Petty’s Run Archaeological Site/Capital State Park

New Jersey State House Capitol Complex, City of Trenton, Mercer County, New Jersey

From 2008 to 2013 Hunter Research, under contract to Wallace Roberts & Todd for the State of New Jersey, engaged in a major archaeological exploration and historic interpretive design project in a park adjacent to the New Jersey State House along a former stream known as Petty’s Run (now a part of the Trenton storm sewer system). This work was conducted as part of the creation of Capital State Park, an undertaking of the New Jersey Department of Environmental Protection. The overall intent of the project is to improve the immediate surroundings of the New Jersey State House, reconnect the downtown through the new park to its principal waterways (the Delaware River and the Assunpink Creek), and capitalize on the underappreciated heritage tourism assets of one of the nation’s most historic cities. Archaeological excavations took place between July 2008 and July 2009.  Design work was completed in 2012 and, following stabilization, the Petty’s Run Archaeological Site was opened to the public in May 2013.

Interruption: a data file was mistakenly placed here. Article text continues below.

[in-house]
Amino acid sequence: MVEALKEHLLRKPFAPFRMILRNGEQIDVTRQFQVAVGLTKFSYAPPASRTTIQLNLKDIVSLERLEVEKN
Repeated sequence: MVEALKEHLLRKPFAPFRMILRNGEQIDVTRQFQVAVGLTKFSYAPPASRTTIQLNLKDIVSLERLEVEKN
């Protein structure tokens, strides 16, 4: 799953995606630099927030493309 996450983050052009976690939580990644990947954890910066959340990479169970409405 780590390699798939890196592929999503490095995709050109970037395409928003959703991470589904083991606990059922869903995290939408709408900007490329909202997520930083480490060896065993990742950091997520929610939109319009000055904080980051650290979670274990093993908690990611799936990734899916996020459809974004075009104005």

Archaeological explorations revealed the remains of a mid-18th-century plating mill and steel furnace complex on top of which were superimposed the remains of an early 19th-century cotton mill and paper mill. Bisecting the site is the brick and stone-built Petty’s Run culvert, which was channelized in the early 19th century and then capped in the 1870s. Substantial remains of several late 19th-century row houses also line the southern edge of the site along former West Front Street. Key elements of these ruins are now displayed and interpreted as a focus of the new park. The remains of the Trenton Steel Works are judged to be of national significance and represent the first archaeologically documented evidence of an 18th-century steel furnace in the New World. Hunter Research led the design effort behind the stabilization and interpretation of the Petty’s Run ruins, and designed and oversaw the fabrication of the six-panel system of historic interpretive signs.